“Plant some shrubbery,” my friend Tina said, as she waited for her teriyaki bowl.
I’d just told her how fragile I felt, how that morning I’d already been tearful about a loved one’s health situation when the tree guy knocked loud on our front door. How he led me across the lawn, pointing to where the power line to our house rested against a birch tree. Worse, a deep fissure ran down from the place where the tree forks, exposing orange tree flesh.
“If we don’t take it down, it’s gonna fall,” tree guy said, and handed me his phone number.
The tree must go.
It struck me hard. Not another tree, not now, not today.
You see, I’m still adjusting to the four trees we had to say goodbye to when the neighbor’s gargantuan ponderosa went roots-up during last month’s windstorm and landed on our roof with a whack. These lovely old trees have always offered us a measure of privacy from passing traffic, a stunning show of golden leaves in the fall, a home to northern flickers, bluejays, and woodpeckers, a world of enchantment for wildlife.
The sixty-foot birch in question holds our swing in the sunny months, as you can see above, and stands in just the perfect spot for tethering our volleyball net. She’s a beauty.
But sometimes the tree must go, and there isn’t a dippity-darn thing you can do about it. Sometimes we mourn the silliest losses, like when our favorite jeans rip. Yet other times, we watch as a deeply precious thing drops in chunks to the ground. Sometimes a chainsaw slices our hopes, and sawdust drifts down like snow.
Even the good gifts have expiration dates. And eventually . . . We. Gotta. Let. It. Go.
We look not to the things that are seen but to the things that are unseen. For the things that are seen are transient, but the things that are unseen are eternal. ~2 Corinthians 4:18
Year after year, I have to again come to terms with this constant state of mourning, the letting go of things I’ve come to love but never own.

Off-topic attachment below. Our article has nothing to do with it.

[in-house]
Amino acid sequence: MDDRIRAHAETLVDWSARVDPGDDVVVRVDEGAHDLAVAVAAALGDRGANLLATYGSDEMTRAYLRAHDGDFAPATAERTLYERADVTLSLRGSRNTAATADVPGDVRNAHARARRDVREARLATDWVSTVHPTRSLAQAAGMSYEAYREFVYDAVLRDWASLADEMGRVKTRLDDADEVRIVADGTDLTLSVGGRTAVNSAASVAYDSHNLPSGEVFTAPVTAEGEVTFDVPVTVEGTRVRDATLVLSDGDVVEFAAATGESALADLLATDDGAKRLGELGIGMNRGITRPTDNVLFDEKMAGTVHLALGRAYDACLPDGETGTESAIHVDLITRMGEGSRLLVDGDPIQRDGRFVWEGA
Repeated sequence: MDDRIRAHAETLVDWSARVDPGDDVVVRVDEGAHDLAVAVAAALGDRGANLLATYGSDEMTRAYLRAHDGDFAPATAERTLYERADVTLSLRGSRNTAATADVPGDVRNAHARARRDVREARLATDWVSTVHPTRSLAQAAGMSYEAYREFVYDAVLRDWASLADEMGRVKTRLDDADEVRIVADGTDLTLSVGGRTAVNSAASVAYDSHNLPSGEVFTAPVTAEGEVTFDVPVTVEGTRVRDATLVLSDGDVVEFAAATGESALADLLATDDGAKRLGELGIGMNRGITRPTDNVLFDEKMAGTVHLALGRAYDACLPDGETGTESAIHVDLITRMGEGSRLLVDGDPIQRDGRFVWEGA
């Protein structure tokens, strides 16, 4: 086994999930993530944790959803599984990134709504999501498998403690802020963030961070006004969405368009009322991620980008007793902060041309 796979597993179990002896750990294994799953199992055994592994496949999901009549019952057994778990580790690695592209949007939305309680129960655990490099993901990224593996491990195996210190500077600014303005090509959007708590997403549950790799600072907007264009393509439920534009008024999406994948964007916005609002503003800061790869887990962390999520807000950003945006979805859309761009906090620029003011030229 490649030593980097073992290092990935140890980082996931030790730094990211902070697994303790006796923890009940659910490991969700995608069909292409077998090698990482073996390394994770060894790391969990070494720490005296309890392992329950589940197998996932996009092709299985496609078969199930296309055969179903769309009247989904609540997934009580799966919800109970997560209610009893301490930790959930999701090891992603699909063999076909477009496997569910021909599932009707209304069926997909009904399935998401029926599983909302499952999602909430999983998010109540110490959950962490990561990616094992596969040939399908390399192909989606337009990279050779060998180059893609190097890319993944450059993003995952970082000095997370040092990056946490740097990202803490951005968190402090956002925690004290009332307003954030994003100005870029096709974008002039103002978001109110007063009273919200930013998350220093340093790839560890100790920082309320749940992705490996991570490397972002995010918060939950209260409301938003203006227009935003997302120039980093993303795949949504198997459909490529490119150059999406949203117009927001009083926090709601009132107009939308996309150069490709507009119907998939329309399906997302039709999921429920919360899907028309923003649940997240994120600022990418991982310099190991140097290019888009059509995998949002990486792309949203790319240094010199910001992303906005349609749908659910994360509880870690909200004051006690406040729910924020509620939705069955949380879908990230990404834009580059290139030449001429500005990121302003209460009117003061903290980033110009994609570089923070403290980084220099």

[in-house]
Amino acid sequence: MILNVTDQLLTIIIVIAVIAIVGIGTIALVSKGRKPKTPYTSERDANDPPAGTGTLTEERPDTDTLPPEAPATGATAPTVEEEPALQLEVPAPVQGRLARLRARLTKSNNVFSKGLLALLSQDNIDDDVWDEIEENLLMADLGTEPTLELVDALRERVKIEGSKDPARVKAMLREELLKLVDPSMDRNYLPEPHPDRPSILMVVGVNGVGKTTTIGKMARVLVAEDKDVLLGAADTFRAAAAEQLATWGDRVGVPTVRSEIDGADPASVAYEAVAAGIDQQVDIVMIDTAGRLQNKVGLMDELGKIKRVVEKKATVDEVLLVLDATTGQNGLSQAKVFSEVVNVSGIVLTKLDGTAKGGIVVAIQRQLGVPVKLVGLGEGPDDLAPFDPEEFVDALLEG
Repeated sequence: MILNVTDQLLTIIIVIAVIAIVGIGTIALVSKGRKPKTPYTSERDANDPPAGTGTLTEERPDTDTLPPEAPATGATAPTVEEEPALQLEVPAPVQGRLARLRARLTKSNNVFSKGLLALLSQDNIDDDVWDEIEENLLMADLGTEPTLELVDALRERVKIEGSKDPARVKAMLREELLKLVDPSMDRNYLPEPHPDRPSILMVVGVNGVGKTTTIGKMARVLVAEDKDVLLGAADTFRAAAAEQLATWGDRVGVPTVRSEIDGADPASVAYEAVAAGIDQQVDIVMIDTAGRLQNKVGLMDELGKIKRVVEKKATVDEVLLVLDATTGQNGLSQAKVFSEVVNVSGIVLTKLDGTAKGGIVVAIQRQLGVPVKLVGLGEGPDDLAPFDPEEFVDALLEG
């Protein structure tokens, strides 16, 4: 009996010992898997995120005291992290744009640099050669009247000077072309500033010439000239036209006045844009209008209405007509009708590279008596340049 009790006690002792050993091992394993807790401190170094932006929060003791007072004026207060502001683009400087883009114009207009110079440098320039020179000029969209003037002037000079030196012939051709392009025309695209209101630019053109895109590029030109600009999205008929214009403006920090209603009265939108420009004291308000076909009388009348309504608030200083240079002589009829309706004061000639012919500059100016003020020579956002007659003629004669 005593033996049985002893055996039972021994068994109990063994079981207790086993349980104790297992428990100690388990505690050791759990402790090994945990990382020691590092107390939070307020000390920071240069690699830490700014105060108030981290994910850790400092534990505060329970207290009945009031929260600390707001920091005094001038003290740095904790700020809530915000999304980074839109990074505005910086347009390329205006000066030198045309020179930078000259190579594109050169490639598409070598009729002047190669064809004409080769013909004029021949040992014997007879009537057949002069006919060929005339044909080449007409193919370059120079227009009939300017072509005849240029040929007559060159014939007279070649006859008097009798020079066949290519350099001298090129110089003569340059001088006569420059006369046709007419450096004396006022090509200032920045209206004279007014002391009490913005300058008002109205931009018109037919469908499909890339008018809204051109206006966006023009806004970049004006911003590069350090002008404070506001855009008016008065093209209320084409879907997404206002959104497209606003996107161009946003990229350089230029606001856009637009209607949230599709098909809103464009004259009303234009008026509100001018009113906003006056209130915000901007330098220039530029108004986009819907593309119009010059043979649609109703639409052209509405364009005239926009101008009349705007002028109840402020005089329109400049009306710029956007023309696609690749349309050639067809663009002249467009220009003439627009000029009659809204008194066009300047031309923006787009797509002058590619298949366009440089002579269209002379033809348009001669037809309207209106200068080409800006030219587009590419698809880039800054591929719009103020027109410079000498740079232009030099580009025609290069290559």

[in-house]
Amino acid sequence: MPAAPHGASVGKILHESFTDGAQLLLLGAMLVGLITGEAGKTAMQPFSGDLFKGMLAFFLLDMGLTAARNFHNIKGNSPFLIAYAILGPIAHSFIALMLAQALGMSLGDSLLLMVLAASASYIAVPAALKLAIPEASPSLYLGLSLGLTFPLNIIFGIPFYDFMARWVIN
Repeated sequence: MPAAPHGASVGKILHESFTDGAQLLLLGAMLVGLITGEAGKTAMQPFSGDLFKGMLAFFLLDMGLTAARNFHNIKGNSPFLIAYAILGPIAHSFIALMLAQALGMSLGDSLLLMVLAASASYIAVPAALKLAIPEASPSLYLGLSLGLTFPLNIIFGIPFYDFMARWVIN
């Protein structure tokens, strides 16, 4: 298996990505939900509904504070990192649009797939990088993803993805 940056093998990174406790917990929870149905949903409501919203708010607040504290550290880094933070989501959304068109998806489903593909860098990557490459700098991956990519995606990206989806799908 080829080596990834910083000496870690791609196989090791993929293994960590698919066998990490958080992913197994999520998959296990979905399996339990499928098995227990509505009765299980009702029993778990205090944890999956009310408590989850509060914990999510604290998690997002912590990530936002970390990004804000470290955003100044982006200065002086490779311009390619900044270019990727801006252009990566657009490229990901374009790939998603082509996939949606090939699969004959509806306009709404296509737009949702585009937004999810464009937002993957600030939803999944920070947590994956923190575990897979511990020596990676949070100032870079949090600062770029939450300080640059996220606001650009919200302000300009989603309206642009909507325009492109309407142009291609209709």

Even a tree.
We’ve gotta have a strategy for releasing things we have little-to-no control over, like a loved one’s health or a child’s choices.
A crew showed up this morning toting saws of all lengths and reduced our statuesque birch to a stack of logs. Then came another knock on the door. Tree guy showed my hubby another tree that must go; it’s rotting from the inside out. (Oh hey, no wonder birds like to nest in it!) Hubby inspected the tree and gave me a look. I knew resisting made about as much sense as trying to clutch a fist full of the ocean.
So I made an exchange with Jesus. I visualized myself walking toward him with my arms outstretched, carrying my sadness and frustration—oh, friend, it was a heavy load; it wasn’t just about the tree. As I got closer to his face, I saw eyes filled with empathy, kind eyes welcoming me, offering peace in exchange for my load.
His smiling eyes told me this: “Child, you are mine. You are complete. It’s enough.”
I can do just about anything when I look into that face. In his presence, I can let things go. And I never, ever come away empty-handed.
So I’m in the market for some shrubbery now. (How very Jane Austen!) On the other hand, now I look out from my desk to a yard that’s open wide, broad and green, and my eyes are newly drawn to the up and beyond. To gaze at the mountains. To take the longer view.
How about you? Is there something you’re clutching lately, something you need to let go?
Every good gift and every perfect gift is from above, coming down from the Father of lights with whom there is no variation or shadow due to change. ~James 1:17